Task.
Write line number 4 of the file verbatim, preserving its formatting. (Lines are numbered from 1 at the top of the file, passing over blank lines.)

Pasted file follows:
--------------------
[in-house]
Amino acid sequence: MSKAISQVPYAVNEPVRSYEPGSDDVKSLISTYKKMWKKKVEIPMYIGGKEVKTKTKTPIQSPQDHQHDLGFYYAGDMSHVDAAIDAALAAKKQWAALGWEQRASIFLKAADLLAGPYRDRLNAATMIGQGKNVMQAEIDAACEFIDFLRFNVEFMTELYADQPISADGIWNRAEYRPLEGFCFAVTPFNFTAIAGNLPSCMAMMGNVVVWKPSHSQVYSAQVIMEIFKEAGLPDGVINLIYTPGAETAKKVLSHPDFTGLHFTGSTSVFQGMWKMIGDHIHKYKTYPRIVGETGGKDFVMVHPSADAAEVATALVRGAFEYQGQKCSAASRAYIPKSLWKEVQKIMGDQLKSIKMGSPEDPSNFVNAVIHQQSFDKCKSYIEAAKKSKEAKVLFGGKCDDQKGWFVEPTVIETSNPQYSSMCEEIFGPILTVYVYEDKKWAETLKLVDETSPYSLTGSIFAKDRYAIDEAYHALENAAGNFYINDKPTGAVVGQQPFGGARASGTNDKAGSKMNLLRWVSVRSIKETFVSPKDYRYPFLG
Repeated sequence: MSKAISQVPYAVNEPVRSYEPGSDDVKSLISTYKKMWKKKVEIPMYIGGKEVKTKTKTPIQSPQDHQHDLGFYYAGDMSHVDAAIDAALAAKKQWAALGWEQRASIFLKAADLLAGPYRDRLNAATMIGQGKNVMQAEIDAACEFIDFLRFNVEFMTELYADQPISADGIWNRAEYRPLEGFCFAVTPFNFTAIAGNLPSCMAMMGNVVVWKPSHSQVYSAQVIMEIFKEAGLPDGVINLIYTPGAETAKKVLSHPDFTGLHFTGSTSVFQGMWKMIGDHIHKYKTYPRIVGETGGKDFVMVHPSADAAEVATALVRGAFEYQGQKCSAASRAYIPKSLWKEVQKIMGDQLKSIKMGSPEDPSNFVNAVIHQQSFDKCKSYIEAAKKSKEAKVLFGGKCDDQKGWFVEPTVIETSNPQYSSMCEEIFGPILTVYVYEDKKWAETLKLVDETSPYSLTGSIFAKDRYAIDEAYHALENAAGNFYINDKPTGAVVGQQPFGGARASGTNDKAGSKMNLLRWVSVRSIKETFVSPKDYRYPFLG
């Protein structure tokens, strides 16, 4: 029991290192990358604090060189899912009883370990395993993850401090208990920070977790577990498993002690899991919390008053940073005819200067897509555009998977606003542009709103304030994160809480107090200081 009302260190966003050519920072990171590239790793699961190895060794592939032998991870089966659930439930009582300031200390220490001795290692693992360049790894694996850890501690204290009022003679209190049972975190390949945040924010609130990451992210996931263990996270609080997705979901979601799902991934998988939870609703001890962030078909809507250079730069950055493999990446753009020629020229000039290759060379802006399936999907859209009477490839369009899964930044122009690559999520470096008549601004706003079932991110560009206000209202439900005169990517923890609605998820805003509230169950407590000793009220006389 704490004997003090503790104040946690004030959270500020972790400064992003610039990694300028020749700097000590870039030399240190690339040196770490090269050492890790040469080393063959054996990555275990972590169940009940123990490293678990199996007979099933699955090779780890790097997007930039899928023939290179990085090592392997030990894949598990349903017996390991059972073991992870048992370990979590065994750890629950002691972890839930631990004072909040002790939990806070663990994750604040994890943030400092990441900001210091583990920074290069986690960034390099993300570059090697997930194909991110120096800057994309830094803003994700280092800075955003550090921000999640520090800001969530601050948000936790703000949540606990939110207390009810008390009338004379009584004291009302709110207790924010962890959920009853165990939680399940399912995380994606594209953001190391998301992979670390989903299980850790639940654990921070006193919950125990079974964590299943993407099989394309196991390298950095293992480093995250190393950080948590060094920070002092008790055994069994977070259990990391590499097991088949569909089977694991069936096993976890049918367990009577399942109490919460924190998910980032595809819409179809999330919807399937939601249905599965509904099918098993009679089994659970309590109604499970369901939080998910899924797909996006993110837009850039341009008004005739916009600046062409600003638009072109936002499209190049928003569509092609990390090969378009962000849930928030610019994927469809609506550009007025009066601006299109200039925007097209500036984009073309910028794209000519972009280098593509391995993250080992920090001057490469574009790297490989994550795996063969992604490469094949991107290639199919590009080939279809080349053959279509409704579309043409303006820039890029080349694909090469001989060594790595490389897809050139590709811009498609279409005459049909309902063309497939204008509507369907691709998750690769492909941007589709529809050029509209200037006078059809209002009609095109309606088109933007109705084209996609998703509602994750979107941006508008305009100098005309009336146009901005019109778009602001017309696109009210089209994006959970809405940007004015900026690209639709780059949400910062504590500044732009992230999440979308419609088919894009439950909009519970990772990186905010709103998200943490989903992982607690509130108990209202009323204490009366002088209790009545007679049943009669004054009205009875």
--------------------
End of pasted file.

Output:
């Protein structure tokens, strides 16, 4: 029991290192990358604090060189899912009883370990395993993850401090208990920070977790577990498993002690899991919390008053940073005819200067897509555009998977606003542009709103304030994160809480107090200081 009302260190966003050519920072990171590239790793699961190895060794592939032998991870089966659930439930009582300031200390220490001795290692693992360049790894694996850890501690204290009022003679209190049972975190390949945040924010609130990451992210996931263990996270609080997705979901979601799902991934998988939870609703001890962030078909809507250079730069950055493999990446753009020629020229000039290759060379802006399936999907859209009477490839369009899964930044122009690559999520470096008549601004706003079932991110560009206000209202439900005169990517923890609605998820805003509230169950407590000793009220006389 704490004997003090503790104040946690004030959270500020972790400064992003610039990694300028020749700097000590870039030399240190690339040196770490090269050492890790040469080393063959054996990555275990972590169940009940123990490293678990199996007979099933699955090779780890790097997007930039899928023939290179990085090592392997030990894949598990349903017996390991059972073991992870048992370990979590065994750890629950002691972890839930631990004072909040002790939990806070663990994750604040994890943030400092990441900001210091583990920074290069986690960034390099993300570059090697997930194909991110120096800057994309830094803003994700280092800075955003550090921000999640520090800001969530601050948000936790703000949540606990939110207390009810008390009338004379009584004291009302709110207790924010962890959920009853165990939680399940399912995380994606594209953001190391998301992979670390989903299980850790639940654990921070006193919950125990079974964590299943993407099989394309196991390298950095293992480093995250190393950080948590060094920070002092008790055994069994977070259990990391590499097991088949569909089977694991069936096993976890049918367990009577399942109490919460924190998910980032595809819409179809999330919807399937939601249905599965509904099918098993009679089994659970309590109604499970369901939080998910899924797909996006993110837009850039341009008004005739916009600046062409600003638009072109936002499209190049928003569509092609990390090969378009962000849930928030610019994927469809609506550009007025009066601006299109200039925007097209500036984009073309910028794209000519972009280098593509391995993250080992920090001057490469574009790297490989994550795996063969992604490469094949991107290639199919590009080939279809080349053959279509409704579309043409303006820039890029080349694909090469001989060594790595490389897809050139590709811009498609279409005459049909309902063309497939204008509507369907691709998750690769492909941007589709529809050029509209200037006078059809209002009609095109309606088109933007109705084209996609998703509602994750979107941006508008305009100098005309009336146009901005019109778009602001017309696109009210089209994006959970809405940007004015900026690209639709780059949400910062504590500044732009992230999440979308419609088919894009439950909009519970990772990186905010709103998200943490989903992982607690509130108990209202009323204490009366002088209790009545007679049943009669004054009205009875």